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Untangling fracture risk in monoclonal gammopathy of undetermined significance : A population-based cohort study

Rögnvaldsson, Sæmundur ; Aspelund, Thor ; Thorsteinsdóttir, Sigrún ; Turesson, Ingemar LU ; Björkholm, Magnus ; Landgren, Ola and Kristinsson, Sigurður Yngvi (2021) In European Journal of Haematology 107(1). p.137-144
Abstract

Objective: Monoclonal gammopathy of undetermined significance (MGUS) is the asymptomatic precursor of multiple myeloma (MM). Lytic bone lesions and fractures are hallmarks of MM and although there are no lytic lesions in MGUS, it has also been associated with fractures. The causes of fractures in MGUS are currently unclear but potential causes include inherent MGUS bone disease, undiagnosed MM, and peripheral neuropathy (PN). We therefore conducted a large population-based study including 8395 individuals with MGUS and 30 851 matched controls from Sweden. Methods: Data on fractures, PN, and confounders were acquired from high-quality registers in Sweden. Results: Monoclonal gammopathy of undetermined significance and PN were... (More)

Objective: Monoclonal gammopathy of undetermined significance (MGUS) is the asymptomatic precursor of multiple myeloma (MM). Lytic bone lesions and fractures are hallmarks of MM and although there are no lytic lesions in MGUS, it has also been associated with fractures. The causes of fractures in MGUS are currently unclear but potential causes include inherent MGUS bone disease, undiagnosed MM, and peripheral neuropathy (PN). We therefore conducted a large population-based study including 8395 individuals with MGUS and 30 851 matched controls from Sweden. Methods: Data on fractures, PN, and confounders were acquired from high-quality registers in Sweden. Results: Monoclonal gammopathy of undetermined significance and PN were independently associated with fractures (hazard ratio [HR]: 1.29; 95% confidence interval [95% CI]: 1.21-1.37; P <.001 and HR: 1.34; 95% CI: 1.16-1.55; P <.001). Imminent MGUS progression increased the risk of fractures (odds ratio: 1.66; 95% CI: 1.27-2.16; P <.001). Fractures were not associated with long-term risk of MGUS progression (HR: 1.08; 95% CI: 0.77-1.53; P =.64). Discussion: Based on these findings, we speculate that MGUS leads to fractures through at least 3 independent mechanisms: undetected MGUS progression to MM, MGUS inherent bone disease, and PN through falls. These findings highlight the need for further study of MGUS inherent bone disease and can inform further research into fracture prevention in MGUS.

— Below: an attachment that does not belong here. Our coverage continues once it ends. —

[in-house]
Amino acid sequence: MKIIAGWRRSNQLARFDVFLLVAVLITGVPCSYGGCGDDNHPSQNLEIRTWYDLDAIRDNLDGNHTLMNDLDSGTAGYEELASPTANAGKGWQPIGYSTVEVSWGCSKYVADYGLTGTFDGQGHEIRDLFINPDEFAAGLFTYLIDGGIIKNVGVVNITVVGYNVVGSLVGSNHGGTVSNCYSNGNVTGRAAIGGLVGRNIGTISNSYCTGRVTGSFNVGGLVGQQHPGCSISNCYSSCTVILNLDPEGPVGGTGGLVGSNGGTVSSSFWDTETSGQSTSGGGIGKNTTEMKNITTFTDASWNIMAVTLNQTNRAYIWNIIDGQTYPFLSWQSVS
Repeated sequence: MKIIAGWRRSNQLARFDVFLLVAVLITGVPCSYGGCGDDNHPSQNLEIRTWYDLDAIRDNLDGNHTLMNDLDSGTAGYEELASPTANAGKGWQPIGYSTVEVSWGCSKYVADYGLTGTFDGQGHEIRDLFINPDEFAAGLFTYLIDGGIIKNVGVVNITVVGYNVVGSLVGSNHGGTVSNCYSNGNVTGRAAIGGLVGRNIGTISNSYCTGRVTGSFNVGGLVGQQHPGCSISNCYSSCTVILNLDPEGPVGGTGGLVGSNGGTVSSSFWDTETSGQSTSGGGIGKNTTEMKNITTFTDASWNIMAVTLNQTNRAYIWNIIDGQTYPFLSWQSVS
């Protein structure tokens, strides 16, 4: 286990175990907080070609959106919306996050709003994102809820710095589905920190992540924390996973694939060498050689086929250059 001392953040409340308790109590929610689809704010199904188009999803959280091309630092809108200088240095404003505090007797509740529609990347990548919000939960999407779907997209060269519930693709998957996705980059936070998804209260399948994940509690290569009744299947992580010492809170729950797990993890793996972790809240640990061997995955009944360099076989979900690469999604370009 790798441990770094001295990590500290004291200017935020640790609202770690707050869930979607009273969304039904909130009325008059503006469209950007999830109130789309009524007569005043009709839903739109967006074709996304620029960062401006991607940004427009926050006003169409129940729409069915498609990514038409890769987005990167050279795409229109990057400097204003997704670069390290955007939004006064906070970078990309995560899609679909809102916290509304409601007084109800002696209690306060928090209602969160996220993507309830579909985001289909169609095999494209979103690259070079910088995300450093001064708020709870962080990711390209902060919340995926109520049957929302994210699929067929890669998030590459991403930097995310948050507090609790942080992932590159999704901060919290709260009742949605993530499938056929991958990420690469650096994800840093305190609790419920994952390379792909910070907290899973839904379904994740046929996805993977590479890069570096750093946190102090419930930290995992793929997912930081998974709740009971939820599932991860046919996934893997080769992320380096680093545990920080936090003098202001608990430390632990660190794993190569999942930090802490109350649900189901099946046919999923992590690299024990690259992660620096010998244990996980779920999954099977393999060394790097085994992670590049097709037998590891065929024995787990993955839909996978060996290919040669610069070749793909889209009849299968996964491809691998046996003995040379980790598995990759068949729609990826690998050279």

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author
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publishing date
type
Contribution to journal
publication status
published
subject
keywords
bone disease, fractures, monoclonal gammopathy of undetermined significance, multiple myeloma, neuropathy
in
European Journal of Haematology
volume
107
issue
1
pages
8 pages
publisher
Wiley-Blackwell
external identifiers
  • scopus:85107567350
  • pmid:33840154
ISSN
0902-4441
DOI
10.1111/ejh.13633
language
English
LU publication?
no
id
8c46d2ab-c5a9-407a-b749-0d124f240fe6
date added to LUP
2021-06-24 16:16:39
date last changed
2024-02-20 08:57:13
@article{8c46d2ab-c5a9-407a-b749-0d124f240fe6,
  abstract     = {{<p>Objective: Monoclonal gammopathy of undetermined significance (MGUS) is the asymptomatic precursor of multiple myeloma (MM). Lytic bone lesions and fractures are hallmarks of MM and although there are no lytic lesions in MGUS, it has also been associated with fractures. The causes of fractures in MGUS are currently unclear but potential causes include inherent MGUS bone disease, undiagnosed MM, and peripheral neuropathy (PN). We therefore conducted a large population-based study including 8395 individuals with MGUS and 30 851 matched controls from Sweden. Methods: Data on fractures, PN, and confounders were acquired from high-quality registers in Sweden. Results: Monoclonal gammopathy of undetermined significance and PN were independently associated with fractures (hazard ratio [HR]: 1.29; 95% confidence interval [95% CI]: 1.21-1.37; P &lt;.001 and HR: 1.34; 95% CI: 1.16-1.55; P &lt;.001). Imminent MGUS progression increased the risk of fractures (odds ratio: 1.66; 95% CI: 1.27-2.16; P &lt;.001). Fractures were not associated with long-term risk of MGUS progression (HR: 1.08; 95% CI: 0.77-1.53; P =.64). Discussion: Based on these findings, we speculate that MGUS leads to fractures through at least 3 independent mechanisms: undetected MGUS progression to MM, MGUS inherent bone disease, and PN through falls. These findings highlight the need for further study of MGUS inherent bone disease and can inform further research into fracture prevention in MGUS.</p>}},
  author       = {{Rögnvaldsson, Sæmundur and Aspelund, Thor and Thorsteinsdóttir, Sigrún and Turesson, Ingemar and Björkholm, Magnus and Landgren, Ola and Kristinsson, Sigurður Yngvi}},
  issn         = {{0902-4441}},
  keywords     = {{bone disease; fractures; monoclonal gammopathy of undetermined significance; multiple myeloma; neuropathy}},
  language     = {{eng}},
  month        = {{07}},
  number       = {{1}},
  pages        = {{137--144}},
  publisher    = {{Wiley-Blackwell}},
  series       = {{European Journal of Haematology}},
  title        = {{Untangling fracture risk in monoclonal gammopathy of undetermined significance : A population-based cohort study}},
  url          = {{http://dx.doi.org/10.1111/ejh.13633}},
  doi          = {{10.1111/ejh.13633}},
  volume       = {{107}},
  year         = {{2021}},
}